Ryland Research LTD.

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AUTOMATING PROCESS PLANTS – COMMON MISTAKES AND HOW TO AVOID THEM

“Can we use this?”, asked the client when pointing to the two grease kettles during a recent commissioning visit, “without using this?”, when pointing to the two control panels.

One morning, during the next commissioning visit, we turned the heating on at the Control Panel and nothing happened and then one of the staff told us that all the manual valves were closed and they only open them when the automatic valves that they feed open, instead of leaving them permanently open and relying on the automatic valves to do their job.

Going back to 1990, our first foray into process automation was started by a somewhat fiery boss. “I want automation!” he demanded, “I don’t care what it does, I just want the plant to look like the most technically advanced that there it to make us stand out from the competition!” Sometimes management or salespeople demand added value but they don’t necessarily understand how to do it.

It was so easy to apply the knee jerk reaction of: “Automation is easy, all you do is put in a Process Logic Controller, connect sensors to its input and connect its outputs to valve actuators and then program it to do the process for you.” We went on to learn that it was not so simple.

Bad Experience

Our first learning experience with a Process Logic Controller,  in response to our boss’s demand, was to create a sequencing operation to automate a grease batch in a pressure kettle. Although the sequencing worked, we did not automate the loading the solids, resorting instead to the PLC sounding a factory horn to tell the operators when to put in the Calcium Hydroxide and Distilled Tallow Fatty Acid. The latter had to be added with shovels, making it particularly hard work.

With hindsight, we realised it would have been better to mechanise and automate the solids additions, for example, keeping the Distilled Tallow Fatty Acid in a hot tank as a liquid to be added by mass flowmeter, but perhaps, left the sequencing manually controlled to give the operators flexibility to adjust for batch to batch variations.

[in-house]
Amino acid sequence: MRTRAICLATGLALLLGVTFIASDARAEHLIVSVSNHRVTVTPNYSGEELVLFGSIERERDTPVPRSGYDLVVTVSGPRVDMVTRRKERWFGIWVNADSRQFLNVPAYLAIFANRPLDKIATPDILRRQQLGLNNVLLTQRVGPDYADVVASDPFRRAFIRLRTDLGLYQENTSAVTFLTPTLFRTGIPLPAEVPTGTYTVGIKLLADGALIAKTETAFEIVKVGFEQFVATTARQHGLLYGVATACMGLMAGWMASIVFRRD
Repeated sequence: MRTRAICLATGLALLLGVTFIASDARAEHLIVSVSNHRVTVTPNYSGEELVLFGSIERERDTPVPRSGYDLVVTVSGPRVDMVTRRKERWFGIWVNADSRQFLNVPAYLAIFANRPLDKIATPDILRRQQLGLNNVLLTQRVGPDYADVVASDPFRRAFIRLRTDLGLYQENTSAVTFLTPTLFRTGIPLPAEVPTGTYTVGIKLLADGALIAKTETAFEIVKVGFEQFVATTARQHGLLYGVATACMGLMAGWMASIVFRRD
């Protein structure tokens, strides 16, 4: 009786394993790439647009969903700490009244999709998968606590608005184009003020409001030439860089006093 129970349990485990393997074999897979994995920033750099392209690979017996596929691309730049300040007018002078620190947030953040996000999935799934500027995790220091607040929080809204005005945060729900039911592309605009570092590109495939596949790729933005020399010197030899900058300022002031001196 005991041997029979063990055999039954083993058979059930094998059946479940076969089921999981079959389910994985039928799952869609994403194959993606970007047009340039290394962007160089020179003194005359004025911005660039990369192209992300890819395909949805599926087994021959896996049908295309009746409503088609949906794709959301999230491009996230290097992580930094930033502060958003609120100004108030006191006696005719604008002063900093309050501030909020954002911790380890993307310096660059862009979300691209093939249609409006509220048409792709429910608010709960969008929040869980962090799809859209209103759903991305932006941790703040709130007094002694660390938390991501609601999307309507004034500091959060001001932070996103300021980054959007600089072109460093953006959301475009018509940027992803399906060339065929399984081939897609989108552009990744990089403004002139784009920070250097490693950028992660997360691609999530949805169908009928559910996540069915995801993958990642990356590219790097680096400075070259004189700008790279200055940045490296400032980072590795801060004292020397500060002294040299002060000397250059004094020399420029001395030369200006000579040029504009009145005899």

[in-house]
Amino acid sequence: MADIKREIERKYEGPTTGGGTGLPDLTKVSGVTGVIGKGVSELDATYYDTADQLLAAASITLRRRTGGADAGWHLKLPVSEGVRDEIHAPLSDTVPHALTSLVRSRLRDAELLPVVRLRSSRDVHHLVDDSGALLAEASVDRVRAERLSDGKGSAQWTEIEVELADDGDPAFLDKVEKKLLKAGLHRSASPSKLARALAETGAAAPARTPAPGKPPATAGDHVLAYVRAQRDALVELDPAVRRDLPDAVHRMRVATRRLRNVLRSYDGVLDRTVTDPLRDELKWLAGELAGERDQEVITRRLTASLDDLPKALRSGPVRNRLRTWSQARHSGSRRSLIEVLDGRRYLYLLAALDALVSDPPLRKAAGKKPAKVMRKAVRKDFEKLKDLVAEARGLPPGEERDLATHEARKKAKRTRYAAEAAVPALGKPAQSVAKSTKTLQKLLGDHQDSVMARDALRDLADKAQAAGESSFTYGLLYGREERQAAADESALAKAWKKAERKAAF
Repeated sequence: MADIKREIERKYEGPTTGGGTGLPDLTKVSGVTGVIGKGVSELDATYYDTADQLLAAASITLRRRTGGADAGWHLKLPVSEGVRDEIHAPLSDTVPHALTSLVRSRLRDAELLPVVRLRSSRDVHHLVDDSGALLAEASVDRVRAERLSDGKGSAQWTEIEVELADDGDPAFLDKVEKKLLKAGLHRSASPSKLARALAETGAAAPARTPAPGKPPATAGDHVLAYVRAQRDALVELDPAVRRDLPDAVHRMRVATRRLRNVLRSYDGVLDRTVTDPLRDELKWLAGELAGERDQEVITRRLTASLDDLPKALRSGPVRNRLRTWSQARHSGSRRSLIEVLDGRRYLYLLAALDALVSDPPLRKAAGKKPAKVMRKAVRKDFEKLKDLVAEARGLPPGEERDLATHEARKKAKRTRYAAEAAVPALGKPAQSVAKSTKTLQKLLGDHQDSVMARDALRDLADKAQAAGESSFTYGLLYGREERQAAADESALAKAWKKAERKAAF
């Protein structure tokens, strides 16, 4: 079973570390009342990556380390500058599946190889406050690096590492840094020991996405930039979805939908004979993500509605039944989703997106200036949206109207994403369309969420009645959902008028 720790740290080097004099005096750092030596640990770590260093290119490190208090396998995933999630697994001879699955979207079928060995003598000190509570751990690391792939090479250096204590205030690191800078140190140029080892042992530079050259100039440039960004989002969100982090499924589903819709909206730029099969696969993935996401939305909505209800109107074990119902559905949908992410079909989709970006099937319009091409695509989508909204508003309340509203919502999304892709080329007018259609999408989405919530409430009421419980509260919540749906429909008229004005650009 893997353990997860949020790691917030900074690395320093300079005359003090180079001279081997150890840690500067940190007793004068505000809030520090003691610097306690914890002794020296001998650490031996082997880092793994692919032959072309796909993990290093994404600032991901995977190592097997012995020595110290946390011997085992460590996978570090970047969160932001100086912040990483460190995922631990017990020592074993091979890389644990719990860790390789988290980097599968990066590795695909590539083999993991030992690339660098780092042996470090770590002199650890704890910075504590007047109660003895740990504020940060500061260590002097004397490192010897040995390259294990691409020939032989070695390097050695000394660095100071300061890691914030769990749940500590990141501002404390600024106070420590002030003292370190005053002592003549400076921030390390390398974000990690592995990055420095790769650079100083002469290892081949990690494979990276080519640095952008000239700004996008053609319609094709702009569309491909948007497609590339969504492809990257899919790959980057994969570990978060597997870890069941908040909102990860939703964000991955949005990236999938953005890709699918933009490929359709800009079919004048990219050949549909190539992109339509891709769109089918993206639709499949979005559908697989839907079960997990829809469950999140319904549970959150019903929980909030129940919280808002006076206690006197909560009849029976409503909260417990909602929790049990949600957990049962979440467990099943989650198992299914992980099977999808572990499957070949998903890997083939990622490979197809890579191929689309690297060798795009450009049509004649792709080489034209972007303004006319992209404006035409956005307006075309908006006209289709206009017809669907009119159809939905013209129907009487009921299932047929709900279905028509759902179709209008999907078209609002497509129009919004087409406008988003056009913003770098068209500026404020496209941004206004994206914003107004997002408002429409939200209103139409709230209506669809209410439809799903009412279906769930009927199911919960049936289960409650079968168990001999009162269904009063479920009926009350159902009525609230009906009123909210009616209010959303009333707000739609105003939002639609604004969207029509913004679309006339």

Bad experiences like this act as a major deterrence.  Recently, we were told by a company in the Midlands, “We buy in tanks for our plant and the first thing we do is remove the load cells”. Presumably, they had a bad experience with automation.

The problem is that we look at automation in an emotional way. On the one hand, we get excited and enthusiastic by it and can see its potential as a highly visible way to add value. Think of the number of pictures one sees of factory robots on car assembly lines. On the other hand, it frightens us, partly because an invisible fault can shut down a plant that is fine in every other respect. A loose wire in a control panel can stop a changeover valve working, leading to a cooling circuit pumping into a heating circuit. A missing minus sign or overflowing data variable can plunge a self-guided missile or rocket into the Atlantic Ocean.

Historically, just because automation sometimes goes wrong, doesn’t mean it should be avoided. We need to adapt and work with it so that it can help us in a beneficial way. We need to use automation in a smarter way and use it where we really need it.

Semi-Automation Success

An early success was the semi-automation of base oil additions for a grease plant. Traditionally, the valves were manual and scattered around the site and the flowmeter with mechanical totalizer was in a remote location. So, the simple task of adding base oil involved a lot more legwork than it should have. A simple system involving two rotary switches, an electronic counter with totalizer and trip and a series of valve actuators, turned this operation into a task that could be done in less than a minute from one location.

Now, we are prioritising safety, reduction of the level of physical work and better control to improve quality and consistency. One safety example is replacing the traditional drum and broomstick for disposing caustic solutions, such as Lithium Hydroxide, with a pre-mixer with a lid that seals. Physical work can be reduced by mechanisms such as vacuum powder handling. Quality and consistency can be improved by using process vessel load cells or mass flowmeters. A method that simultaneously addresses safety issues and degree of control is to automate heating and cooling circuits, both of which can be run from a single controller. Not only does this manage temperature better but it prevents errors such as the wrong valve combination causing heating oil to be pumped into the cooling circuit or vice versa.

In conclusion, our view is that before automating, the best thing to do is to look at the existing process first to identify the manual handling, the safety and control issues, then automate to resolve the most serious issues first.